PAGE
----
"Whatever is not forbidden is mandatory" -- George Orwell.
I've been working at talking with students about the current financial crisis in these terms. In part, as an effort to counter the idea that somehow the fault lies with individual "greedy" capitalists and CEO's.
What the striking lack of regulation in these strange new markets trading in mortgage debt has meant is that every risk becomes not just possible, but mandatory. The competition to produce the highest rate of return possible insures that those too squeamish to pursue unforbidden risks will fall behind. This is different from individual greed. It is institutionally required greed. This line of thought has been spurred on by a recent post from Rough Theory and a reminder of this passage from Marx:
I do not by any means depict the capitalist and the landowner in rosy colours. But individuals are dealt with here only in so far as they are the personifications of economic categories, the bearers of particular class-relations and interests. (Preface to the First Edition, Capital, Volume I.)Capital makes mandatory all that is not forbidden. Capitalists just carry out these mandates.
This line of explanation seems to have been somewhat successful. It has worked to tie these recent headlines back to other areas where students also tend to see individual moral failings rather than institutional requirements: sweatshop labor, greenhouse gasses, polar bears, child-labor, mountaintop removal, genetically modified food, pesticides, nuclear power, health care reform, etc. All of these areas can be discussed as a result of the imperative to maximize capital accumulation, rather than from the simple moral ignorance of individual managers and capitalists that can be remedied by forceful enough moral arguments.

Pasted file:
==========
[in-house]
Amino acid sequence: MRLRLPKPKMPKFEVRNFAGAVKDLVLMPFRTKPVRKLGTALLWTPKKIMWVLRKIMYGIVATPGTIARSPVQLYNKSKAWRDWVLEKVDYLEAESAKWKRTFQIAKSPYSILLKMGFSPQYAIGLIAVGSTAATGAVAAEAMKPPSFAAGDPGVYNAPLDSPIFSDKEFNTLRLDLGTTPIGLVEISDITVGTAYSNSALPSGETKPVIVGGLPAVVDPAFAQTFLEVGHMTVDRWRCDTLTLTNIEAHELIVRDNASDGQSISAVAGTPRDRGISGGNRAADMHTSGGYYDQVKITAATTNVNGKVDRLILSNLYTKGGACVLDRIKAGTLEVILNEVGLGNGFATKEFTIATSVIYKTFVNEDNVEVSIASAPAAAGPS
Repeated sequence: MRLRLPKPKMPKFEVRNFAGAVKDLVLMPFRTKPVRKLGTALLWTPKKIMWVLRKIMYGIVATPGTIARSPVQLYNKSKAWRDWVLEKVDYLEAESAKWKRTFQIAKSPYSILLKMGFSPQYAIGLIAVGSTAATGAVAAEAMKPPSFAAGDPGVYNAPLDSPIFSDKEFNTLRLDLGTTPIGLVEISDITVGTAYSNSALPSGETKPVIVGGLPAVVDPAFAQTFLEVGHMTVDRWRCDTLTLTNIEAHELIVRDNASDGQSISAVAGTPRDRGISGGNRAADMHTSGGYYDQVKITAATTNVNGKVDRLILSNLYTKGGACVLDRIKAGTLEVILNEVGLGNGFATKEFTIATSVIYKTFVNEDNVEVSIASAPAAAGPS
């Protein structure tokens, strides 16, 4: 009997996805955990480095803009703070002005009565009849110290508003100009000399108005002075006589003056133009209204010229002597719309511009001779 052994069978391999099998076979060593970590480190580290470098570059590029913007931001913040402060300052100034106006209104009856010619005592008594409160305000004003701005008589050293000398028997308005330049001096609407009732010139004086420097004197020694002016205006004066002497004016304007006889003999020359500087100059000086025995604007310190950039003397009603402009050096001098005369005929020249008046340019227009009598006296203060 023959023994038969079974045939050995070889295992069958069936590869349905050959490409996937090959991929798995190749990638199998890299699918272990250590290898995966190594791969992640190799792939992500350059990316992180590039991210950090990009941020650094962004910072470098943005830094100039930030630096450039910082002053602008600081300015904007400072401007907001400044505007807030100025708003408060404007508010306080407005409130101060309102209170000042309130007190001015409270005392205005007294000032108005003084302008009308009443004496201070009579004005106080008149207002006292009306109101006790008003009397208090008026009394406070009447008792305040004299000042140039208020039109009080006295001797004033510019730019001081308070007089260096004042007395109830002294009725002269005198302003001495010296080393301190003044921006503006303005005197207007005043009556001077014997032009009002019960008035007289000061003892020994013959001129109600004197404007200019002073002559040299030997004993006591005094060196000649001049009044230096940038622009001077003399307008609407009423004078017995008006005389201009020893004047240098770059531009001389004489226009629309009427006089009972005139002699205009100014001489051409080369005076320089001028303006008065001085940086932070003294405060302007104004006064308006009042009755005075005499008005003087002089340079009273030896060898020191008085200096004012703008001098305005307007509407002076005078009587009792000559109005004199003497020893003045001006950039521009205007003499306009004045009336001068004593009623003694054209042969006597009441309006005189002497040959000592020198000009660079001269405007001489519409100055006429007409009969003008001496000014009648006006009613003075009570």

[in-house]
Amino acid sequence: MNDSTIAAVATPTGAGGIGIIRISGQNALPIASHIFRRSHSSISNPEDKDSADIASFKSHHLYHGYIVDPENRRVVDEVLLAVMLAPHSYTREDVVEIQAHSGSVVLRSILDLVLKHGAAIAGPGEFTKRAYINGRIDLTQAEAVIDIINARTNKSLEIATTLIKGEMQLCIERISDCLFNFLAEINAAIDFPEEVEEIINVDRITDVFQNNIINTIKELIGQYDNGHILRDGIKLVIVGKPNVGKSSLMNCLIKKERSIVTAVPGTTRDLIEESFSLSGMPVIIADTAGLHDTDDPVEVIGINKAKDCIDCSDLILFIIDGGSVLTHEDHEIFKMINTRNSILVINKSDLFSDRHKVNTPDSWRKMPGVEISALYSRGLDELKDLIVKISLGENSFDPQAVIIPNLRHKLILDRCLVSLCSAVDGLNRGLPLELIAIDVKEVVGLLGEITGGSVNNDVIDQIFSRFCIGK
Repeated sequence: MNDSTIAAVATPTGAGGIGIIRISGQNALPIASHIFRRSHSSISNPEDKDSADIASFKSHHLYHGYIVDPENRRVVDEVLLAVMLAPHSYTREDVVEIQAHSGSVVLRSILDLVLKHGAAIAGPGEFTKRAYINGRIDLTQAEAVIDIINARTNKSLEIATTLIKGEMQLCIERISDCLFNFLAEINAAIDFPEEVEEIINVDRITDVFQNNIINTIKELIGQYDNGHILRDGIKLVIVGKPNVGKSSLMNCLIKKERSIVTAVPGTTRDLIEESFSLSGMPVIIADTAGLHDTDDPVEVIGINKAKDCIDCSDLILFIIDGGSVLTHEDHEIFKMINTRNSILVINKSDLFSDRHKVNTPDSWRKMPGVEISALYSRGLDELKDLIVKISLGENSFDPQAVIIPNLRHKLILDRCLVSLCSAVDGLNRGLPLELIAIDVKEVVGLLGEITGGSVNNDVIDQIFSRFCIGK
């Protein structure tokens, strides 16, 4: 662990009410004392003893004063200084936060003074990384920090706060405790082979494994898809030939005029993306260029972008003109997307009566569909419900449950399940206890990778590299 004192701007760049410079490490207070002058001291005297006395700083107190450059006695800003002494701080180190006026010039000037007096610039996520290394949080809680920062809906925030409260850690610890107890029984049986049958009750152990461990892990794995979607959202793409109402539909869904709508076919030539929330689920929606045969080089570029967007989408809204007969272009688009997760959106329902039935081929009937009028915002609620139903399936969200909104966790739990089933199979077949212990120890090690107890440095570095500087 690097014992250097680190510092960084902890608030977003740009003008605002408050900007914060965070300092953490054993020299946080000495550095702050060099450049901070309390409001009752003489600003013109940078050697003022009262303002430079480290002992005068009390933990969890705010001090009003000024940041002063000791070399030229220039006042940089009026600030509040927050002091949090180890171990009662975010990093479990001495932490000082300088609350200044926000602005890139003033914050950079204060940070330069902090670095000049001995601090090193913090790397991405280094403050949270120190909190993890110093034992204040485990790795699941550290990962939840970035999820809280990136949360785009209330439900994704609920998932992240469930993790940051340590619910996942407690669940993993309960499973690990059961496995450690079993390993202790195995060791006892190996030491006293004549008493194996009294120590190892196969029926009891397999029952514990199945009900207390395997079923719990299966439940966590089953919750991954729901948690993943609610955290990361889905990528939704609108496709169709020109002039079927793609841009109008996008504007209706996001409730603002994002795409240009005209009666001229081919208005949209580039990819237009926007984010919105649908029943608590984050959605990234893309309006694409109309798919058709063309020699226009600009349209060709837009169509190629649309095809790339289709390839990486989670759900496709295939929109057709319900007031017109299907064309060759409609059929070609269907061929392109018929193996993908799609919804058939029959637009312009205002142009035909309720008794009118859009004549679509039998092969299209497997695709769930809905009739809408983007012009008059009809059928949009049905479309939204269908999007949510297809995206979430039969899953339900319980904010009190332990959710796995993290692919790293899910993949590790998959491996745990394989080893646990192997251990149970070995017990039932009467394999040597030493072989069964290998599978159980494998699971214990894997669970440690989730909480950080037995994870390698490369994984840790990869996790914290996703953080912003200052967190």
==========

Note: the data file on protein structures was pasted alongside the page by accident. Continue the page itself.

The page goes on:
The impulse seems to be to try to excuse capitalism by blaming its failures on the "imprudent bearers" of its class-relations and interests. Finding ways to move beyond these moral arguments is always difficult.
Note that this makes the current crisis very different from the Savings and Loan scandal and the Keating 5 which was garden variety forbidden fraud. Capital, though, never does very well at obeying the restrictions placed on it. In note 15 the end of Chapter 31 in Capital, Volume I, Marx reproduces this amazing quote:
With adequate profit, capital is very bold. A certain 10 per cent will ensure its employment anywhere; 20 per cent certain will produce eagerness; 50 per cent positive audacity; 100 per cent will make it ready to trample on all human laws; 300 per cent, and there is not a crime at which it will scruple, nor a risk it will not run, even to the chance of its owner being hanged. If turbulance and strife will bring a profit, it will freely encourage both.This seems a salutary quote to consider this month in particular.